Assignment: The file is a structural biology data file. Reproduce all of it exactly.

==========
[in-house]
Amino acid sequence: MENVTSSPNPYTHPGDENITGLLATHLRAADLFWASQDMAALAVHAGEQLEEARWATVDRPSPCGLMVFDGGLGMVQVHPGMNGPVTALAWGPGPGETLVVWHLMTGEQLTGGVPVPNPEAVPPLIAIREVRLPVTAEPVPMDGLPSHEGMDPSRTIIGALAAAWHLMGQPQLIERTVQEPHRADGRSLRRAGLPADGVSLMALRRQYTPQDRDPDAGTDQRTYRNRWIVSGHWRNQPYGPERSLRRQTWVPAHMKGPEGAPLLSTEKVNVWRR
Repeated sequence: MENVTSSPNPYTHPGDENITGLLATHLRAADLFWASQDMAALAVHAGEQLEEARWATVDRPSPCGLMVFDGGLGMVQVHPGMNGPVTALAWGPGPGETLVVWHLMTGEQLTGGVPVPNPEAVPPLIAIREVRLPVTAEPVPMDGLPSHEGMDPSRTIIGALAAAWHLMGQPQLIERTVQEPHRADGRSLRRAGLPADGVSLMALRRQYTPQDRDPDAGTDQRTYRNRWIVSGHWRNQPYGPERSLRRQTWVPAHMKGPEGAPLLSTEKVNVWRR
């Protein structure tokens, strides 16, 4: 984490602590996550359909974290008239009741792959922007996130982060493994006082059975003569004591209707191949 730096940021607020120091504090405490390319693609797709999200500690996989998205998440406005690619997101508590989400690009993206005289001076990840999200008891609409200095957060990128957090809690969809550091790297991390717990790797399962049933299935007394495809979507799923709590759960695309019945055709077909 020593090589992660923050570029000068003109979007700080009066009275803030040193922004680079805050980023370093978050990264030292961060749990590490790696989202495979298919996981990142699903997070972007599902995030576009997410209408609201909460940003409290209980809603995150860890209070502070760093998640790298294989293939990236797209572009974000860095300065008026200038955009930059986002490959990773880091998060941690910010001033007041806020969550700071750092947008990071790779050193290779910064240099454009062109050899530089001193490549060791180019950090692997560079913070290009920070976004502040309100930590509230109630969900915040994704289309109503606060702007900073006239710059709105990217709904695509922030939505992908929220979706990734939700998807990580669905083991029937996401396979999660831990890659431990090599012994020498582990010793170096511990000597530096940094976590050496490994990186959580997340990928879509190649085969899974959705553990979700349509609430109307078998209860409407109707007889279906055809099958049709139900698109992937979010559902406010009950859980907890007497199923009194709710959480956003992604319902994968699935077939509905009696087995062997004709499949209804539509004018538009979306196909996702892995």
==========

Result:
[in-house]
Amino acid sequence: MENVTSSPNPYTHPGDENITGLLATHLRAADLFWASQDMAALAVHAGEQLEEARWATVDRPSPCGLMVFDGGLGMVQVHPGMNGPVTALAWGPGPGETLVVWHLMTGEQLTGGVPVPNPEAVPPLIAIREVRLPVTAEPVPMDGLPSHEGMDPSRTIIGALAAAWHLMGQPQLIERTVQEPHRADGRSLRRAGLPADGVSLMALRRQYTPQDRDPDAGTDQRTYRNRWIVSGHWRNQPYGPERSLRRQTWVPAHMKGPEGAPLLSTEKVNVWRR
Repeated sequence: MENVTSSPNPYTHPGDENITGLLATHLRAADLFWASQDMAALAVHAGEQLEEARWATVDRPSPCGLMVFDGGLGMVQVHPGMNGPVTALAWGPGPGETLVVWHLMTGEQLTGGVPVPNPEAVPPLIAIREVRLPVTAEPVPMDGLPSHEGMDPSRTIIGALAAAWHLMGQPQLIERTVQEPHRADGRSLRRAGLPADGVSLMALRRQYTPQDRDPDAGTDQRTYRNRWIVSGHWRNQPYGPERSLRRQTWVPAHMKGPEGAPLLSTEKVNVWRR
């Protein structure tokens, strides 16, 4: 984490602590996550359909974290008239009741792959922007996130982060493994006082059975003569004591209707191949 730096940021607020120091504090405490390319693609797709999200500690996989998205998440406005690619997101508590989400690009993206005289001076990840999200008891609409200095957060990128957090809690969809550091790297991390717990790797399962049933299935007394495809979507799923709590759960695309019945055709077909 020593090589992660923050570029000068003109979007700080009066009275803030040193922004680079805050980023370093978050990264030292961060749990590490790696989202495979298919996981990142699903997070972007599902995030576009997410209408609201909460940003409290209980809603995150860890209070502070760093998640790298294989293939990236797209572009974000860095300065008026200038955009930059986002490959990773880091998060941690910010001033007041806020969550700071750092947008990071790779050193290779910064240099454009062109050899530089001193490549060791180019950090692997560079913070290009920070976004502040309100930590509230109630969900915040994704289309109503606060702007900073006239710059709105990217709904695509922030939505992908929220979706990734939700998807990580669905083991029937996401396979999660831990890659431990090599012994020498582990010793170096511990000597530096940094976590050496490994990186959580997340990928879509190649085969899974959705553990979700349509609430109307078998209860409407109707007889279906055809099958049709139900698109992937979010559902406010009950859980907890007497199923009194709710959480956003992604319902994968699935077939509905009696087995062997004709499949209804539509004018538009979306196909996702892995």